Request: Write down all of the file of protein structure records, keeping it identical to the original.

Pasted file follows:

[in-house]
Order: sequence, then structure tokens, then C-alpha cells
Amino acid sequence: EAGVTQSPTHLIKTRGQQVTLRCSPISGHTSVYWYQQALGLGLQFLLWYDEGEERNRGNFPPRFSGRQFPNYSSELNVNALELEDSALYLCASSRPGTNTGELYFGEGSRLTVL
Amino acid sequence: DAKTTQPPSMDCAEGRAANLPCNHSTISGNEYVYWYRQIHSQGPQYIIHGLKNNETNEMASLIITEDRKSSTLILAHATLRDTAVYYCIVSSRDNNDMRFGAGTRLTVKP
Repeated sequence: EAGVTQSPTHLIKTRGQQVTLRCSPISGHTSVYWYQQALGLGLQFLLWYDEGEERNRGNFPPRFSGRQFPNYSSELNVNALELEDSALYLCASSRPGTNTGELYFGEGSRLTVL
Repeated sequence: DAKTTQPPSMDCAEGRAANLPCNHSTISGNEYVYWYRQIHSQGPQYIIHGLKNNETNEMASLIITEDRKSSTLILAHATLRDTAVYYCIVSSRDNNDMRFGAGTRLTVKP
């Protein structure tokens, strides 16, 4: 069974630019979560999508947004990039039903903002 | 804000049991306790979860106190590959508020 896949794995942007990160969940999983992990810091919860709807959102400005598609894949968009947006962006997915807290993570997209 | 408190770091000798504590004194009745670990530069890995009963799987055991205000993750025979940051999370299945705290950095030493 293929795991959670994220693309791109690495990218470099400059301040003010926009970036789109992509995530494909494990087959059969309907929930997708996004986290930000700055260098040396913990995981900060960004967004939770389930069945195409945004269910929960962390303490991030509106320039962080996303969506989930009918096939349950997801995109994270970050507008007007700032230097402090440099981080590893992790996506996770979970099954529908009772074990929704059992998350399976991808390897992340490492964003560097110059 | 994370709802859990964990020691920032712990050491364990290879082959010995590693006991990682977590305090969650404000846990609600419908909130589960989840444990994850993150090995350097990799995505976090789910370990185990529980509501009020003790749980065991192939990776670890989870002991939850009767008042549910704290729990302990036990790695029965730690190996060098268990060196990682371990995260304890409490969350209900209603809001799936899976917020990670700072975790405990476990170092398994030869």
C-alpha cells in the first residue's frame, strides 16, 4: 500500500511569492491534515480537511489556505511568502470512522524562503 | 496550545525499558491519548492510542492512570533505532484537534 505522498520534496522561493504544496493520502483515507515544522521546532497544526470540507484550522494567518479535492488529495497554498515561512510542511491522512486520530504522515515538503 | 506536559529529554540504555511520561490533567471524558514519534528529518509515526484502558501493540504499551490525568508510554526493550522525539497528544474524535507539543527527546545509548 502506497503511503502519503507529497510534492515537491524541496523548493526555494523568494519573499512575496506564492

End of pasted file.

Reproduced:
[in-house]
Order: sequence, then structure tokens, then C-alpha cells
Amino acid sequence: EAGVTQSPTHLIKTRGQQVTLRCSPISGHTSVYWYQQALGLGLQFLLWYDEGEERNRGNFPPRFSGRQFPNYSSELNVNALELEDSALYLCASSRPGTNTGELYFGEGSRLTVL
Amino acid sequence: DAKTTQPPSMDCAEGRAANLPCNHSTISGNEYVYWYRQIHSQGPQYIIHGLKNNETNEMASLIITEDRKSSTLILAHATLRDTAVYYCIVSSRDNNDMRFGAGTRLTVKP
Repeated sequence: EAGVTQSPTHLIKTRGQQVTLRCSPISGHTSVYWYQQALGLGLQFLLWYDEGEERNRGNFPPRFSGRQFPNYSSELNVNALELEDSALYLCASSRPGTNTGELYFGEGSRLTVL
Repeated sequence: DAKTTQPPSMDCAEGRAANLPCNHSTISGNEYVYWYRQIHSQGPQYIIHGLKNNETNEMASLIITEDRKSSTLILAHATLRDTAVYYCIVSSRDNNDMRFGAGTRLTVKP
């Protein structure tokens, strides 16, 4: 069974630019979560999508947004990039039903903002 | 804000049991306790979860106190590959508020 896949794995942007990160969940999983992990810091919860709807959102400005598609894949968009947006962006997915807290993570997209 | 408190770091000798504590004194009745670990530069890995009963799987055991205000993750025979940051999370299945705290950095030493 293929795991959670994220693309791109690495990218470099400059301040003010926009970036789109992509995530494909494990087959059969309907929930997708996004986290930000700055260098040396913990995981900060960004967004939770389930069945195409945004269910929960962390303490991030509106320039962080996303969506989930009918096939349950997801995109994270970050507008007007700032230097402090440099981080590893992790996506996770979970099954529908009772074990929704059992998350399976991808390897992340490492964003560097110059 | 994370709802859990964990020691920032712990050491364990290879082959010995590693006991990682977590305090969650404000846990609600419908909130589960989840444990994850993150090995350097990799995505976090789910370990185990529980509501009020003790749980065991192939990776670890989870002991939850009767008042549910704290729990302990036990790695029965730690190996060098268990060196990682371990995260304890409490969350209900209603809001799936899976917020990670700072975790405990476990170092398994030869």
C-alpha cells in the first residue's frame, strides 16, 4: 500500500511569492491534515480537511489556505511568502470512522524562503 | 496550545525499558491519548492510542492512570533505532484537534 505522498520534496522561493504544496493520502483515507515544522521546532497544526470540507484550522494567518479535492488529495497554498515561512510542511491522512486520530504522515515538503 | 506536559529529554540504555511520561490533567471524558514519534528529518509515526484502558501493540504499551490525568508510554526493550522525539497528544474524535507539543527527546545509548 502506497503511503502519503507529497510534492515537491524541496523548493526555494523568494519573499512575496506564492